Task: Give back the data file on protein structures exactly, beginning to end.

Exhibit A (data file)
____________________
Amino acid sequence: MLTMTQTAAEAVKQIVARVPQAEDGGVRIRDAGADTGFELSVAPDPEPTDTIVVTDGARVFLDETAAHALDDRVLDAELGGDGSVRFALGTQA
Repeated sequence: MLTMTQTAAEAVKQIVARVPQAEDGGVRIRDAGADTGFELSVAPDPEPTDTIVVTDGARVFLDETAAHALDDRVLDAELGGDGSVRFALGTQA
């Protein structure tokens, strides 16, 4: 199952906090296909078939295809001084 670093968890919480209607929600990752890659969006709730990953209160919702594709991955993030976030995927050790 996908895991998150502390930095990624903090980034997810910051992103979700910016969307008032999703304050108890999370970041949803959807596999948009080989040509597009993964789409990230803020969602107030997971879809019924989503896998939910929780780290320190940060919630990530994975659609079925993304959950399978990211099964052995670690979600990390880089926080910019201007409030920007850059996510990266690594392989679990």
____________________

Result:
Amino acid sequence: MLTMTQTAAEAVKQIVARVPQAEDGGVRIRDAGADTGFELSVAPDPEPTDTIVVTDGARVFLDETAAHALDDRVLDAELGGDGSVRFALGTQA
Repeated sequence: MLTMTQTAAEAVKQIVARVPQAEDGGVRIRDAGADTGFELSVAPDPEPTDTIVVTDGARVFLDETAAHALDDRVLDAELGGDGSVRFALGTQA
């Protein structure tokens, strides 16, 4: 199952906090296909078939295809001084 670093968890919480209607929600990752890659969006709730990953209160919702594709991955993030976030995927050790 996908895991998150502390930095990624903090980034997810910051992103979700910016969307008032999703304050108890999370970041949803959807596999948009080989040509597009993964789409990230803020969602107030997971879809019924989503896998939910929780780290320190940060919630990530994975659609079925993304959950399978990211099964052995670690979600990390880089926080910019201007409030920007850059996510990266690594392989679990």